Millie Wonnacott has never wanted to be anything other than a jockey and it is that determination and spirit that saw her make a miracle return to the saddle on Sunday, almost two years after breaking her neck at the Cheltenham Festival.
The 25-year-old has had a long road to recovery after what easily could have been a career-ending fall from Kansas City Chief in the Pertemps Final in March 2021.
A promising rider at the time, with 23 victories from 118 rides over jumps, Wonnacott suffered two fractures to her C1 vertebra, leaving her in a neck brace for six months.
Numerous trips to Oaksey House – the Injured Jockeys Fund’s rehabilitation centre in Lambourn – followed before Wonnacott was finally able to get aboard Michael Blake’s Clearance at Southwell, with the 50/1 shot coming home 10th of the 12 runners.
Reflecting on her injury and recovery, Wonnacott told Sky Sports Racing: “It’s pretty much the scariest bone you can break. Luckily for me, I never had any spinal cord or nerve problems, which was millimetres away from happening.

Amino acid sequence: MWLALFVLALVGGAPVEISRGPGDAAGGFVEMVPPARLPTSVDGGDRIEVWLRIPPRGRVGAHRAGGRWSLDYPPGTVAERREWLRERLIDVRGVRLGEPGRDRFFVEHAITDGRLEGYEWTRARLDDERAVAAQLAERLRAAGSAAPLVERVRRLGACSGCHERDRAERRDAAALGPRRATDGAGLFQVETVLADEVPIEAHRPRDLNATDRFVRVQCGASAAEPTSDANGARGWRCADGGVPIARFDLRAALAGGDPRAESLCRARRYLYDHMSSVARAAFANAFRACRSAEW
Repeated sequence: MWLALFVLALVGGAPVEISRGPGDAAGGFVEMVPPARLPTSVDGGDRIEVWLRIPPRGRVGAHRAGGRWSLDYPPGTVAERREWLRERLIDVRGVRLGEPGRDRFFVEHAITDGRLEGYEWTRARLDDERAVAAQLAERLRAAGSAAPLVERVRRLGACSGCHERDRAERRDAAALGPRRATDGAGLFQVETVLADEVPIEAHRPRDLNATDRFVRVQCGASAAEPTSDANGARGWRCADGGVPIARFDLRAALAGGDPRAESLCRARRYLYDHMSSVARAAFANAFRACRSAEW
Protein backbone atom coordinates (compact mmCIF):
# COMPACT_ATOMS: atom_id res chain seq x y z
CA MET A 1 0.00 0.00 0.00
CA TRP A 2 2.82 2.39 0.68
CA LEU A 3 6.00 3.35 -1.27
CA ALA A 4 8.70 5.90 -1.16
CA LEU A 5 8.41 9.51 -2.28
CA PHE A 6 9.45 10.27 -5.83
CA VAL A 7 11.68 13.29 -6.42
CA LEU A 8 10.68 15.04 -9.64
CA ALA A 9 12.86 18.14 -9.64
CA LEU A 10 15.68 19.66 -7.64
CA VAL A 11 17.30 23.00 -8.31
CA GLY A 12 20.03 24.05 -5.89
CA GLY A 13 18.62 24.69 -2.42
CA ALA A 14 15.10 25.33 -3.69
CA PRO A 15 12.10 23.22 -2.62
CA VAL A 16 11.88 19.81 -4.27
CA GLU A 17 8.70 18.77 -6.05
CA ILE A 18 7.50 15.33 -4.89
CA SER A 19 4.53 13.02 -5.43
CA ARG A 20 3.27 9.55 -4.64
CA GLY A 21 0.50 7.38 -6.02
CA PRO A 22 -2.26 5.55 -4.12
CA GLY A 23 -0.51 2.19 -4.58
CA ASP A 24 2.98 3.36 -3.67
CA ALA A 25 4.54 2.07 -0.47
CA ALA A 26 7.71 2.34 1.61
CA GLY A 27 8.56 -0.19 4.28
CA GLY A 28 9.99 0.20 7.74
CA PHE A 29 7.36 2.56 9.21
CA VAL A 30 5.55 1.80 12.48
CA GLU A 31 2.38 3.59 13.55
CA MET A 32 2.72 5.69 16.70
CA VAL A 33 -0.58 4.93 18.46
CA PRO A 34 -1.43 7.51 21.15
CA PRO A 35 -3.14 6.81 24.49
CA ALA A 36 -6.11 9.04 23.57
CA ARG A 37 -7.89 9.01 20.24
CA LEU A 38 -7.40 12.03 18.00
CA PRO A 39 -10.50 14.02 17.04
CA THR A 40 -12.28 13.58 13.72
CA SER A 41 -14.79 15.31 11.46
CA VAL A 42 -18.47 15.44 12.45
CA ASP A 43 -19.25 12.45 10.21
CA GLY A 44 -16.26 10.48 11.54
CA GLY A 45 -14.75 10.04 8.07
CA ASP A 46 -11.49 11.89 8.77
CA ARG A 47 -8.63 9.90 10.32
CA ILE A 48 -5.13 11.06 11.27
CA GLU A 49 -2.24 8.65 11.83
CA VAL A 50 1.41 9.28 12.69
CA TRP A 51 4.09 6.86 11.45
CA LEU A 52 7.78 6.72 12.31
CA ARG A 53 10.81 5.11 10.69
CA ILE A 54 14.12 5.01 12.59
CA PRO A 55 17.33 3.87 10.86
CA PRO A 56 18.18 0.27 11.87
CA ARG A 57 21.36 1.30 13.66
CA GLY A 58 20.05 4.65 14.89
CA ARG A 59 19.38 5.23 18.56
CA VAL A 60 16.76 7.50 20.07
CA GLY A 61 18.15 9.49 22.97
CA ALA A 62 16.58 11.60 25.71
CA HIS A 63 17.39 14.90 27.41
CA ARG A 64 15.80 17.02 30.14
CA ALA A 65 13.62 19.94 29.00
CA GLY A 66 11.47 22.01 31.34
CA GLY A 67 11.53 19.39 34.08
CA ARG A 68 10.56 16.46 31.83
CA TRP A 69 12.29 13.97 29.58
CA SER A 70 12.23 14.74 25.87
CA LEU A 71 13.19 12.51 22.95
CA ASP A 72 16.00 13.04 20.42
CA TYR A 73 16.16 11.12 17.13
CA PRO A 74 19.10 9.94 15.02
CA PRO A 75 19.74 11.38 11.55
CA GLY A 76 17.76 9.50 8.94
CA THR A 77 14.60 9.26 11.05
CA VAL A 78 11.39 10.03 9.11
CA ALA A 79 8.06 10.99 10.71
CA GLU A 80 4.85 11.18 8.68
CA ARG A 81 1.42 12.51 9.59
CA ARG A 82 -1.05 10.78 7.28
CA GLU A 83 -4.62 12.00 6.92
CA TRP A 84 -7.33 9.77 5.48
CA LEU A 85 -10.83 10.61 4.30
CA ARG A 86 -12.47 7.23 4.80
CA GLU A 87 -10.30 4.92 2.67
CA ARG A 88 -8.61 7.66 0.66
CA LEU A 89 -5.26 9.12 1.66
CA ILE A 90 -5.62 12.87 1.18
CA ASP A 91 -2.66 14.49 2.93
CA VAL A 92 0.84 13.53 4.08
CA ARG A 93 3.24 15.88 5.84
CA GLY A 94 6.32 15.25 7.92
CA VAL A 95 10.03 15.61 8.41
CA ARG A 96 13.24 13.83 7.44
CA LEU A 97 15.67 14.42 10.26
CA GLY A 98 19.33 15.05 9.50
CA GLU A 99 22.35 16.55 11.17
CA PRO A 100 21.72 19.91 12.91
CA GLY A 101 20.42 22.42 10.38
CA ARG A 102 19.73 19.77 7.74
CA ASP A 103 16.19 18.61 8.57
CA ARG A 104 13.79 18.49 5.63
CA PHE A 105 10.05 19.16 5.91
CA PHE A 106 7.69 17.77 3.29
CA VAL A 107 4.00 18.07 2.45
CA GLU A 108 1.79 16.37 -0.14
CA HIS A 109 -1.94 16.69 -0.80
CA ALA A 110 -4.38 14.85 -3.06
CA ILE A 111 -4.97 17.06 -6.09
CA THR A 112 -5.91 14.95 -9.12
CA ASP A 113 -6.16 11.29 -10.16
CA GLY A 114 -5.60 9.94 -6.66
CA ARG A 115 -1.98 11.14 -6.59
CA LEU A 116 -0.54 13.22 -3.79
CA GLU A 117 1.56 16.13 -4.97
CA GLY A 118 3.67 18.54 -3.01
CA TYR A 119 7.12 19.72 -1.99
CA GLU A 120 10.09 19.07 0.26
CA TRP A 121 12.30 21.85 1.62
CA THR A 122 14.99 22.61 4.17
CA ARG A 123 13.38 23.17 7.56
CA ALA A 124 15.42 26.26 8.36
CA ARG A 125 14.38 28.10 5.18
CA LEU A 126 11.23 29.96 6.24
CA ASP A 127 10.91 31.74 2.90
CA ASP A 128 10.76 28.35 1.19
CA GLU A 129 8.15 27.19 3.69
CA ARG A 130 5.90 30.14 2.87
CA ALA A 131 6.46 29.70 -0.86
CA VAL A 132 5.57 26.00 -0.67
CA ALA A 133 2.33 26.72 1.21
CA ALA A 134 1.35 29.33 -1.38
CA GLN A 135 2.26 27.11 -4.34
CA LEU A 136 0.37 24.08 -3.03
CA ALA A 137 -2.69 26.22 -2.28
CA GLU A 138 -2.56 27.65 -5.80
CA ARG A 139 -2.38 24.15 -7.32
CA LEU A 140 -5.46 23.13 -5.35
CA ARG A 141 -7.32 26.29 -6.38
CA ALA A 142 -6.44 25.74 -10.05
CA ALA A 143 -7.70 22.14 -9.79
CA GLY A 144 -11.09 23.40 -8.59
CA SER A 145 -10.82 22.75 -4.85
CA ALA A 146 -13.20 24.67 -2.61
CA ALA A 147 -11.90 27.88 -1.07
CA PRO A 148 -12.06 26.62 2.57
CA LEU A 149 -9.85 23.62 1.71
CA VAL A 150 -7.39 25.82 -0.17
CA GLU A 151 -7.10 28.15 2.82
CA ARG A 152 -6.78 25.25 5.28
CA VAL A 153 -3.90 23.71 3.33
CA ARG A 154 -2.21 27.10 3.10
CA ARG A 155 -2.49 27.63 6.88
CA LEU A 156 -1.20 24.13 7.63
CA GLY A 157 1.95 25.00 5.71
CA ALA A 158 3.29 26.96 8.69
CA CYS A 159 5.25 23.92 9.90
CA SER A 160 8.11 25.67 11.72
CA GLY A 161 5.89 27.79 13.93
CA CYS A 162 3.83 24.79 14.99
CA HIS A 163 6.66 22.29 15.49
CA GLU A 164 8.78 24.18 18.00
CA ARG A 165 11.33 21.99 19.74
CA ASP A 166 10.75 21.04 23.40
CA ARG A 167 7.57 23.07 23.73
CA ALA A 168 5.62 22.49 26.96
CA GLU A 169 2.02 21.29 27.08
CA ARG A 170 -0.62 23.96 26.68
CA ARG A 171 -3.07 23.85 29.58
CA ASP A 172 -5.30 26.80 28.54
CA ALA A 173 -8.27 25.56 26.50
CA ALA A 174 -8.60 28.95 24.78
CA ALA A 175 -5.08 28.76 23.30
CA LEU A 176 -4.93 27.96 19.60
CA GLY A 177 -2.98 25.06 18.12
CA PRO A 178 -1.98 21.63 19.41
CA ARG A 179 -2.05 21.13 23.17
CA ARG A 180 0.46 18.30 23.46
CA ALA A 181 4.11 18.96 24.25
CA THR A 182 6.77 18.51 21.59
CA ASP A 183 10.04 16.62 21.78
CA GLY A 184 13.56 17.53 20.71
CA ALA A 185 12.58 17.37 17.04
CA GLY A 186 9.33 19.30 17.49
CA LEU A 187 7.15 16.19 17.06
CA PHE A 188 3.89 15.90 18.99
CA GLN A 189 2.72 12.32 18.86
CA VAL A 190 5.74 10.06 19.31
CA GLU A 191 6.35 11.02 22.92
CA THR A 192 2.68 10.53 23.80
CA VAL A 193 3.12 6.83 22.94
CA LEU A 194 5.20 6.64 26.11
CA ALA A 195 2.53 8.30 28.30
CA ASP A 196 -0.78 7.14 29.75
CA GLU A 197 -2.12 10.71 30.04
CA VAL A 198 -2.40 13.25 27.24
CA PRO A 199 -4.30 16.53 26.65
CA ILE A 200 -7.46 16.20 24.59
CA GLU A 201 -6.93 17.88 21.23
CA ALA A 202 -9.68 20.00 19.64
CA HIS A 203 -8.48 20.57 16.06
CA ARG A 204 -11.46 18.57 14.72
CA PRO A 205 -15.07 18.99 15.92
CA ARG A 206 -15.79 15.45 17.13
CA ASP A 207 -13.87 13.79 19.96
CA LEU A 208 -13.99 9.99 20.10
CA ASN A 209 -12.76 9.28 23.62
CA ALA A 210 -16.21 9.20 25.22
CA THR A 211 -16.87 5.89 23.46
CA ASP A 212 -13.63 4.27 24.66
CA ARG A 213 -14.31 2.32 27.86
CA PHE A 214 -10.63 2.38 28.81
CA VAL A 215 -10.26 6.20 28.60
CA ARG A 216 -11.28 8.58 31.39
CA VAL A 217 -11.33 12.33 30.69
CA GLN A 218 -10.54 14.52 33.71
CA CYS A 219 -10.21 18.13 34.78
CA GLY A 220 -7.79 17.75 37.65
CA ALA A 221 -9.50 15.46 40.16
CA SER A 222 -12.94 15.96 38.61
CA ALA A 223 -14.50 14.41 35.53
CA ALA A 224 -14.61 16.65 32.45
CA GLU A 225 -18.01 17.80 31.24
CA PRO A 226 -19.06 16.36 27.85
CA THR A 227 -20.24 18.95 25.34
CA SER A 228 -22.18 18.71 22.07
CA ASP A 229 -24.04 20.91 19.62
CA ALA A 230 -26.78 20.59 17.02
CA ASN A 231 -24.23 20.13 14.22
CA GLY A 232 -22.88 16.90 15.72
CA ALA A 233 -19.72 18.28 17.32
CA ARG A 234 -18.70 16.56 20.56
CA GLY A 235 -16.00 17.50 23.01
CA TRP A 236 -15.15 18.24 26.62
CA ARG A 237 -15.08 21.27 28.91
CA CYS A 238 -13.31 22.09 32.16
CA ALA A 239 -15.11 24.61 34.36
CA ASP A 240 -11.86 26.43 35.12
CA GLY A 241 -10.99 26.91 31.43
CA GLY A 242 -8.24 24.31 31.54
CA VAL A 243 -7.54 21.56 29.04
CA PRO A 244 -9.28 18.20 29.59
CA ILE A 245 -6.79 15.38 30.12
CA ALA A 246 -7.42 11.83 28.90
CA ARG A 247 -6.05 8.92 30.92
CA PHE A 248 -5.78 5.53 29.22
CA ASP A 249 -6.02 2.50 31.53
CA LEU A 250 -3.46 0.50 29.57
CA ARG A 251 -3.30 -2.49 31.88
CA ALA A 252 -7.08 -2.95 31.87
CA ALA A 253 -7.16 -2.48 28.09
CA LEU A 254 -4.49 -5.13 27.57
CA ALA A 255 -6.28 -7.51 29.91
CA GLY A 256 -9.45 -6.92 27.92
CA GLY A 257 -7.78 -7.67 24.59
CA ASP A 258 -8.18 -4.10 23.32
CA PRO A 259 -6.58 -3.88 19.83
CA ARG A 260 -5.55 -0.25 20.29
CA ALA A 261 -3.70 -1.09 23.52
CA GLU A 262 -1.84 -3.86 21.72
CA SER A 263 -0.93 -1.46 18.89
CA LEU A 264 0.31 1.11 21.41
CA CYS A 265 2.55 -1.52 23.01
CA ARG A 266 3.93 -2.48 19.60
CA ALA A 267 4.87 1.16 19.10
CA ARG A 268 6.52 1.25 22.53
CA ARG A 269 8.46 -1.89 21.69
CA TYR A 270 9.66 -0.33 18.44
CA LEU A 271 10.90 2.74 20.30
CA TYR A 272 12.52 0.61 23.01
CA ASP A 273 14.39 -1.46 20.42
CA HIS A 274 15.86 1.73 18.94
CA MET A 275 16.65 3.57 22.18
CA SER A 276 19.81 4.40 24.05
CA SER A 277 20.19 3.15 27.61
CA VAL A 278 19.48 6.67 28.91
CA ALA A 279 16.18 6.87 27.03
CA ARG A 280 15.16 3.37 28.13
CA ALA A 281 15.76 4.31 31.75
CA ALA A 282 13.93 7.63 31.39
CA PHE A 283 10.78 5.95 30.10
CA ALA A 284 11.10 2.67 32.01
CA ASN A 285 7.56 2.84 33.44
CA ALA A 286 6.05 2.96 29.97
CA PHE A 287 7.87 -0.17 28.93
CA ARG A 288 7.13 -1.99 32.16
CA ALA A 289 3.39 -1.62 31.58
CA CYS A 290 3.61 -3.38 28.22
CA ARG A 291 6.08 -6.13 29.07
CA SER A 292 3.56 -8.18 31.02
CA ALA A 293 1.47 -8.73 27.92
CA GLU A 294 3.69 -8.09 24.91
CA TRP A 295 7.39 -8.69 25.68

“Thankfully it did heal – but it was touch and go if it was going to.
“A lot of physio and work has gone into me from everyone at Oaksey House [Injured Jockeys Fund’s rehabilitation centre] and thousands have been spent on my recovery.
“It was a long, old graft given we didn’t know what was going to come at the end of it but thankfully it’s all worked out.”
Asked if she ever doubted making a return to riding, Wonnacott added: “Some doctors were saying I need to figure out what I want to do with my life but I couldn’t think of a single thing. We’re born and bred on horses and that’s the only thing that makes me happy in life, it seems.
“I knew if I didn’t give the flat a go I’d kick myself in the future so I’m here.”